“Dominion,” the new vegan documentary written, produced, and directed by Chris Delforce, is selling out screenings around the globe. For nearly two hours, viewers endure the most disturbing footage of animals being treated in the most unimaginable ways. There are few scenes that aren’t brutally gut-wrenching, save for the opening credits. The only respite, once the film is underway, is the momentary pause offered by the black screen segment breaks. They’re the film’s only gasps of oxygen in the otherwise suffocating horror of animal abuse.
The film, narrated by an all-star cast including Joaquin Phoenix, Rooney Mara, Sadie Sink, Kat Von D, and Sia, is a follow-up to Delforce’s 2014 “Lucent”, which exposed the Australian pig industry. “Dominion” takes a deeper dive into animal industries — all also in Australia but stereotypical of treatment of animals anywhere in the world where they’re raised for food, fashion, entertainment or experiments.
Delforce is a skillful master here; exposing rampant cruelty on factory farms, the horrific conditions he weaves together compel the viewer to outrage and a near-frantic level of wanting to make it stop. He dives just as powerfully into the horrendous cruelty of the fur industry, puppy mills, animal experiments, the abuses at marine mammal parks, the culling of wild camels. None of it is good news. The film offers no solutions; instead, it bears witness, offering these animals who suffered for their entire lives before being murdered solely for human gain, a chance to be mourned and grieved by those of us unable to stop it. Vegan or not, it’s impossible to watch this film without being moved to tears. Terror is an understatement.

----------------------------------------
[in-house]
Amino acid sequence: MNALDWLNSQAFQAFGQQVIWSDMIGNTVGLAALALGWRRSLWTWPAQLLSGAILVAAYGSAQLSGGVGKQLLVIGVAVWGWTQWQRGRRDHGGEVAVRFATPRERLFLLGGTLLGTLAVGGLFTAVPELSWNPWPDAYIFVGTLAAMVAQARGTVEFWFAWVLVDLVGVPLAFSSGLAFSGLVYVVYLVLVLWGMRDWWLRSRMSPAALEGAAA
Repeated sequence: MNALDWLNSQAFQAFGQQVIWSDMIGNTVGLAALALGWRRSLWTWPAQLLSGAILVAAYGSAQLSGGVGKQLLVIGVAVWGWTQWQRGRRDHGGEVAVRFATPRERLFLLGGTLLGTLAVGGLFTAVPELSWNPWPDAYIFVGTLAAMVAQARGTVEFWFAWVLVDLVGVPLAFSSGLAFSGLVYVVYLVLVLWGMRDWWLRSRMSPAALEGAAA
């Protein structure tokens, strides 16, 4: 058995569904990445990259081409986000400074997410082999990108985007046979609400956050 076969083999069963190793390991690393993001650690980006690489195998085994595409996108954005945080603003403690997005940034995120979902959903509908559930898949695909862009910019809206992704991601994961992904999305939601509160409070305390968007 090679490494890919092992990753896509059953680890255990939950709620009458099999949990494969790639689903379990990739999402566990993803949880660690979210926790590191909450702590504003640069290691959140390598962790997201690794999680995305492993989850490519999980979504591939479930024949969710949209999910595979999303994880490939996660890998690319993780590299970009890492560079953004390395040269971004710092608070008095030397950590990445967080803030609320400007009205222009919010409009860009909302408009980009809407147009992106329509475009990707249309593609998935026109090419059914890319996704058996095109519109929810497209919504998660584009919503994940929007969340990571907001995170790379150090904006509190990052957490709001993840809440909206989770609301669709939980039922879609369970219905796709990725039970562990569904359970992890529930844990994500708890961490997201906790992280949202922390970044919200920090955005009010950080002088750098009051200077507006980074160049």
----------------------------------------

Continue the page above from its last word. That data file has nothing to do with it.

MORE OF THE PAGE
A Lifelong Journey
Delforce went vegetarian at age 11 after realizing that animals probably don’t want to be eaten.
“It was a long time before I started looking into the deeper philosophy behind it, but even then I remained unaware of the inherent cruelty of the egg and dairy industries,” he told LIVEKINDLY via email. “I started a short-lived ‘youth vegetarian association’ at my university, and through that became friends with some vegans in the local Animal Liberation chapter. As soon as I learned about the killing of male chicks and calves, I went vegan and realised that there was so much I didn’t know about.”
The future filmmaker watched and was inspired by Shaun Monson’s 2005 documentary “Earthlings,” which “Dominion” has been compared to. The Aussie native said that when he would share the film with friends though, they’d insist Australia treated its animals better, so he says he started going to farms and slaughterhouses “to educate myself and to gather evidence to show that things were just as bad [in Australia],” he says. “For a few years I – and the small team I was working with – were focusing mainly on pig farms, which led to my first film ‘Lucent’ in 2014. I knew there was a need for a film of a much wider scope though, showing how other species are made to suffer for human ends, and questioning whether we have the moral right to use others as we please simply because we view them as inferior to ourselves.”
He says while “Earthlings” is still as relevant as ever, it seemed time to update the story using the latest in high-def and 4K footage so people would be less likely to dismiss the reality when seeing it in high definition.